Mercenary firms: a lucrative niche market … Contractors of the US private security firm Blackwater secured the site of a roadside bomb attack near the Iranian embassy in central Baghdad in 2005 (AFP) European states are subcontracting an increasing number of tasks to private military companies to cut their armies' sizes and budgets. These mainly US firms cost them dearly, however, says military expert Alexandre Vautravers. Since the 1990s, the United States Armed Forces and particularly also the armies of Europe have been using private military firms to handle tasks they can no longer fulfill. – SwissInfo
Dominant Social Theme: A private military makes a lot of sense and is a normal and healthy trend.
Free-Market Analysis: The United States has recently engaged in so many wars that it has spawned a mercenary industry that is growing into a US$100 billion-a-year commercial enterprise.
Is this a "real" business? There is considerable doubt that many of the wars now embarked upon are necessary for the protection of the United States and its allies, but the military-industrial complex drives them ahead nonetheless. And thus, for now it seems that the commercialization of war is a lucrative business indeed. It is part of the larger militarization of Western society.
In the past decade, the US has grown tremendously more militarized. Between the immense popularity of digitalized war games, the endless stream of movies glorifying war and the numerous new wars being created in Africa and elsewhere, one could observe that war was surely a US growth industry.
And now, according to Swiss Info, the privatization of war is spreading throughout the West.
Alexandre Vautravers, head of the department of international relations at Webster University in Geneva and chief editor of Revue Militaire Suisse, talks about the rise of private, government-contracted militias in an exclusive interview. According to Vautravers, "Private military companies primarily work in niche markets, in activities which conventional armed forces cannot or do not want to carry out," he explains.
Vautravers makes the point that these are not necessarily violent activities. "During the war in Iraq, for example, the US army signed extremely lucrative contracts for laundry, hygiene and cleaning." However, such companies may also "win a lot of contracts to protect people and buildings, an area where the employment of trained and heavily equipped professional military staff is not always justified."
Vautravers says that private armies are not usually employed on front lines because services are very costly, two to four times what it would cost for conventional troops, or even more. Also, there are time constrains on private armies and contracts may have to be renegotiated depending on strategic considerations.
There is considerable sensitivity about the privatization of war and Switzerland in particular has taken action to discourage the direct involvement of mercenary troops in potentially lethal situations, he adds.
In January 2013, the cabinet asked parliament to discuss whether to outlaw Swiss-based private security firms which directly participate in armed conflicts abroad.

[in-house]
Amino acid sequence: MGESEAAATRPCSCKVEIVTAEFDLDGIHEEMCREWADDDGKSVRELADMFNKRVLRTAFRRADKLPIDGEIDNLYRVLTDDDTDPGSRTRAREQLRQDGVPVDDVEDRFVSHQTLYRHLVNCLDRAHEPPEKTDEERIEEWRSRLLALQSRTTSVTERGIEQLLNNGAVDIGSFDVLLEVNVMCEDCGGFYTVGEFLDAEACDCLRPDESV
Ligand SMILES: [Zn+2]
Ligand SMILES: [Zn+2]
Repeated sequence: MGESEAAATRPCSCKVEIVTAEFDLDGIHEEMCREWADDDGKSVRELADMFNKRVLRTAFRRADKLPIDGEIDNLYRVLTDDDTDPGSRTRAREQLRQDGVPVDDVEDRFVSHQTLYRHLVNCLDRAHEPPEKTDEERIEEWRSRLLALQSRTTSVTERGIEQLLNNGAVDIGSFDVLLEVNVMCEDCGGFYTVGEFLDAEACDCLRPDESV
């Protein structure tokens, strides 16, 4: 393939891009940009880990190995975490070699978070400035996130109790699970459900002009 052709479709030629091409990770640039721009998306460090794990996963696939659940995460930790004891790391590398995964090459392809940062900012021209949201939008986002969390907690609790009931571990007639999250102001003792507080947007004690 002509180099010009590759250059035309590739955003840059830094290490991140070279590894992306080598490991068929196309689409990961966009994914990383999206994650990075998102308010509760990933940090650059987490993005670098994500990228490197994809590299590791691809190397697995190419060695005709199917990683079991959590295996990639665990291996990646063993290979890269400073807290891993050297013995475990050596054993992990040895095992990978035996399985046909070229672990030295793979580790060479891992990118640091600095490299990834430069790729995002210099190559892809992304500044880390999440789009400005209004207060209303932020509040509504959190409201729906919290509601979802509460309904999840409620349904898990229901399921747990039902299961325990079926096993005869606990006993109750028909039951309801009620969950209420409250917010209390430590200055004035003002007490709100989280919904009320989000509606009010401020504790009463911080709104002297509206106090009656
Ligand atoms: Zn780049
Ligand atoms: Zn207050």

At the end of 2005, the Swiss government adopted a report on military and private military companies. It commissioned the Federal Department of Foreign Affairs to launch an international process to promote the respect of international humanitarian law and human rights among private military and security firms operating in war zones.
The publication, known as the Montreux Document, is the first result achieved jointly by the foreign office and the International Committee of the Red Cross (ICRC).
On November 9, 2010, 58 private security companies gathered to sign the international code of conduct, which obliges them to respect human rights and international humanitarian law. By January 2013, 592 private military companies had signed this code of conduct.
The article points out that the private military market is valued at more than $100 billion per year – a staggering sum that gives us the idea that no matter what documents are signed, the increased privatization of the military is a trend that will continue.
Much of the commercial pressure is coming from the US where soldiers are not going back into the civilian community but continuing their military careers by becoming advisors to the US military industrial complex. "Many former US soldiers start their own firm or join another company. Many companies established in Africa or in the Golf States are more or less disguised US firms which are not interested in being US based."
The incessant military actions of the West have spawned an international industry of massive proportions. It is in a sense an entirely artificial industry as the wars themselves are questionable and the funding comes from taxpayer dollars and fiat-money printing.
No doubt fortunes are being made in this new industry, but we can't help believing its very artificiality makes it a volatile endeavor. No matter how observers want to dress it up, this a business based on dubious rationalizations for institutionalized violence. On a deeper level, of course, it offers all sorts of disturbing insights into how Western society is evolving and the nature of what must be seen as profoundly anti-social trends.